'As I said at first, I am the representative of a great city which is more likely to act on the1
aggressive than on the defensive; and yet with the prospect of these dangers before me I am willing to come to terms, and not to injure my enemies in such a way that I shall doubly injure myself. Nor am I so obstinate and foolish as to imagine that, because I am master of my own will, I can control fortune, of whom I am not master;
but I am disposed to make reasonable concessions.
And I would ask the other Sicilians to do the same of their own accord, and not to wait until the enemy compels them. There is no disgrace in kinsmen yielding to kinsmen, whether Dorians to Dorians, or Chalcidians to the other Ionians. Let us remember too that we are all neighbours, inhabitants of one island home, and called by the common name of Sicilians. When we see occasion we will fight among ourselves, and will negotiate and come to terms among ourselves.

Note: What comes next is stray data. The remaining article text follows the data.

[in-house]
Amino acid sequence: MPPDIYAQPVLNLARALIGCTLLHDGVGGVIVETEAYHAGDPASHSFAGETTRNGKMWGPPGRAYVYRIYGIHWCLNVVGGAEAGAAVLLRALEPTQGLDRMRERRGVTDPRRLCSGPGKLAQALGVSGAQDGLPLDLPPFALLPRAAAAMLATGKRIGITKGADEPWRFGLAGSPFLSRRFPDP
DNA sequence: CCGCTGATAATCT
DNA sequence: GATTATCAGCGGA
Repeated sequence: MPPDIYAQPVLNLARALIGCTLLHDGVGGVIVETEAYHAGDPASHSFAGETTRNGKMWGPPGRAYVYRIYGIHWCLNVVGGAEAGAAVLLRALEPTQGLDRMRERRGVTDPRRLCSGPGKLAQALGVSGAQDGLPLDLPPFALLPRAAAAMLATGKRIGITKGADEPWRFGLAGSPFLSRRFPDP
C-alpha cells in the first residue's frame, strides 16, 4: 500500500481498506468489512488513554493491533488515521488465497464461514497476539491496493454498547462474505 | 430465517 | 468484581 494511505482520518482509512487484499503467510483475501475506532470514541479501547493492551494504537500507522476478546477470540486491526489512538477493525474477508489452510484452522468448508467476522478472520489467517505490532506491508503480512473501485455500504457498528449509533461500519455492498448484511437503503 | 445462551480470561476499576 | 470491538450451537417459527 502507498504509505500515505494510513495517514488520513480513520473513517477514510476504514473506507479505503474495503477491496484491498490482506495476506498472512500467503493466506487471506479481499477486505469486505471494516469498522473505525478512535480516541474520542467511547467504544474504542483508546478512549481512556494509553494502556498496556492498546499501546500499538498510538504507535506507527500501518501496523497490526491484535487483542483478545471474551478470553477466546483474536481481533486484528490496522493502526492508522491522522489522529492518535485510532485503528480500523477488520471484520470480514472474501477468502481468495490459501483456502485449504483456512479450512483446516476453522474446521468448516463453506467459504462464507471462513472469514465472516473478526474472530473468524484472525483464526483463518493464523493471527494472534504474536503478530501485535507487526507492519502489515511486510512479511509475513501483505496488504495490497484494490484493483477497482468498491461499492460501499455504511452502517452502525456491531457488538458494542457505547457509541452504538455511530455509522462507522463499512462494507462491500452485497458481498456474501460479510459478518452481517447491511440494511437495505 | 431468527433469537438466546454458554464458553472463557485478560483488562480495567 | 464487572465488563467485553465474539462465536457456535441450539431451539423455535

But we shall always, if we are wise, unite as one man against the invader; for when a single state suffers, all are imperilled.
We will never again introduce allies from abroad, no, nor pretended mediators. This policy will immediately secure to Sicily two great blessings; she will get rid of the Athenians, and of civil war. And for the future we shall keep the island free and our own, and none will be tempted to attack us.'